Nearly one-quarter of Canada's unemployed have been without work for six months or more, with Statistics Canada reporting a spike in their numbers in October even as the economy eked out another month of overall job growth.
Nearly 450,000 were considered long-term unemployed last month, meaning they had been without a job for 27 weeks or more, with their ranks swelling by 79,000 in September and then 151,000 more in October.
Long-term unemployed now make up 24.8 per cent of Canada's unemployed, who numbered 1.8 million in October, as the wave of short-term layoffs in March in April rippled into the fall.
The jumps in September and October are the sharpest over more than 40 years of comparable data, and have pushed long-term unemployment beyond what it was just over a decade ago during the global financial crisis.
More men than women have been out of work for an extended period, and younger workers make up a larger share of the ranks of the country's long-term unemployed than they did in the last recession.
"As the pandemic lingers, and vulnerable sectors like food services continue to struggle, it's really going to be tough to get back to normal," said Brendon Bernard, an economist with job-posting site Indeed.
"And in the meantime, that's going to mean definitely struggles for people who've been working in parts of the economy that are severely affected."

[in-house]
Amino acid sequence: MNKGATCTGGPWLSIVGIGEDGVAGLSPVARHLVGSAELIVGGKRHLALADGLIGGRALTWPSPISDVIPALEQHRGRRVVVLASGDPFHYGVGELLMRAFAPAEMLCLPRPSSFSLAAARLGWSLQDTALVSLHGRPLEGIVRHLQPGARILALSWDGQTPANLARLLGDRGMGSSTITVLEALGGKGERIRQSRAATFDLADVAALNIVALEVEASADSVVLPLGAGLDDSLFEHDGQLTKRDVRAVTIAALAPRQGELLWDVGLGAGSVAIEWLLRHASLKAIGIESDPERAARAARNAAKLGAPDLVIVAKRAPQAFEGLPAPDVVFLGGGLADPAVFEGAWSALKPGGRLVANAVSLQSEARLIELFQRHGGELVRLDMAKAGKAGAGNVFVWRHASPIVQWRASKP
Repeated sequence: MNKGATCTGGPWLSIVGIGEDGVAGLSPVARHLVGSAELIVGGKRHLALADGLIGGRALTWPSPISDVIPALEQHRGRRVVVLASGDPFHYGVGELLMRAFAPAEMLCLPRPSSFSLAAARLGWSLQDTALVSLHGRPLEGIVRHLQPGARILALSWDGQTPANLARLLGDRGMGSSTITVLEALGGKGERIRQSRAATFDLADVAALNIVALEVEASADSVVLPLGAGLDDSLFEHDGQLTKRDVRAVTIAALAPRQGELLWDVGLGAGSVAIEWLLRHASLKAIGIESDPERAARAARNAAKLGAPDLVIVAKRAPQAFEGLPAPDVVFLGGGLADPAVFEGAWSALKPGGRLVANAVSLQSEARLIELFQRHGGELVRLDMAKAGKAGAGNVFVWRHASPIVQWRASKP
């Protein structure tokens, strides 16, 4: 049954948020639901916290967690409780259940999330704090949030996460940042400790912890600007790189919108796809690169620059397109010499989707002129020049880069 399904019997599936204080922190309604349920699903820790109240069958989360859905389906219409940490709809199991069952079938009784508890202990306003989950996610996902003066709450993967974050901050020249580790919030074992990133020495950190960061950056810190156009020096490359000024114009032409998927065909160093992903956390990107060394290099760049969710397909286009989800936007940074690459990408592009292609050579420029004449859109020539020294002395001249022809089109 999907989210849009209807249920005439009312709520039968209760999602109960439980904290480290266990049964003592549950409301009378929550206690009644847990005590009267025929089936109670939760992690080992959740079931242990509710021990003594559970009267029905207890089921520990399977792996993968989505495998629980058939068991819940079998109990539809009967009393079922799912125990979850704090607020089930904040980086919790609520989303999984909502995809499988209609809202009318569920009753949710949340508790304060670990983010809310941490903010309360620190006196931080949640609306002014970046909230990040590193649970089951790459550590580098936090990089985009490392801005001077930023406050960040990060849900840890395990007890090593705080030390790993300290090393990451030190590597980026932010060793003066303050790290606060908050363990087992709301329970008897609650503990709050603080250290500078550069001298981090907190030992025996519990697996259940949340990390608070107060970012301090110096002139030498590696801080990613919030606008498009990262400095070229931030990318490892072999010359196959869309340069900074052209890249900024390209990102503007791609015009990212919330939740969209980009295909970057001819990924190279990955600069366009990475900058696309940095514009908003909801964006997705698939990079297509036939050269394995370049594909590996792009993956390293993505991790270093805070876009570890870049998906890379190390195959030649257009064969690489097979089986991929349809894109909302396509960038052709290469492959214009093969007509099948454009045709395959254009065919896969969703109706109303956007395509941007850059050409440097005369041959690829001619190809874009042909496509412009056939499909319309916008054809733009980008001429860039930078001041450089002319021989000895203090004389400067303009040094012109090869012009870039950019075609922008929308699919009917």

The longer those people are out of work, the more difficult it will be for them to find a new job. And for those that do, research has shown a drop in their earnings as they settle for less than they had before.
Some older workers may simply decide to retire. Younger low-wage workers in hard-hit service sectors will have to find new work as part of a reshuffling of the workforce that could take years to play out.
Leah Nord, senior director of workforce strategies for the Canadian Chamber of Commerce, said the numbers show governments need to roll out "significant" skills training programs to those affected workers pivot to new careers.
The pace of job growth slowed in October as the economy added 83,600 jobs in the month compared with 378,000 in September, Statistics Canada said Friday. The gains marked the sixth straight month of gains after three million jobs lost over March and April when the pandemic first hit Canada hard.
The unemployment rate was little changed at 8.9 per cent compared with nine per cent in September.
The overall gains were the smallest since economies were allowed to reopen after lockdowns, noted TD senior economist Sri Thanabalasingam.
Job increases were found across several industries, including retail.
Most of the gains too were in full-time work, with core-aged women benefiting the most to bring their unemployment rate to 6.6 per cent, the lowest among the major demographic groups tracked by Statistics Canada.
But those gains were partially offset by a decrease of 48,000 jobs in the accommodation and food services industry, largely in Quebec, Statistics Canada says.
More Canadians were also working at home in October, coinciding with a rise in case counts of COVID-19.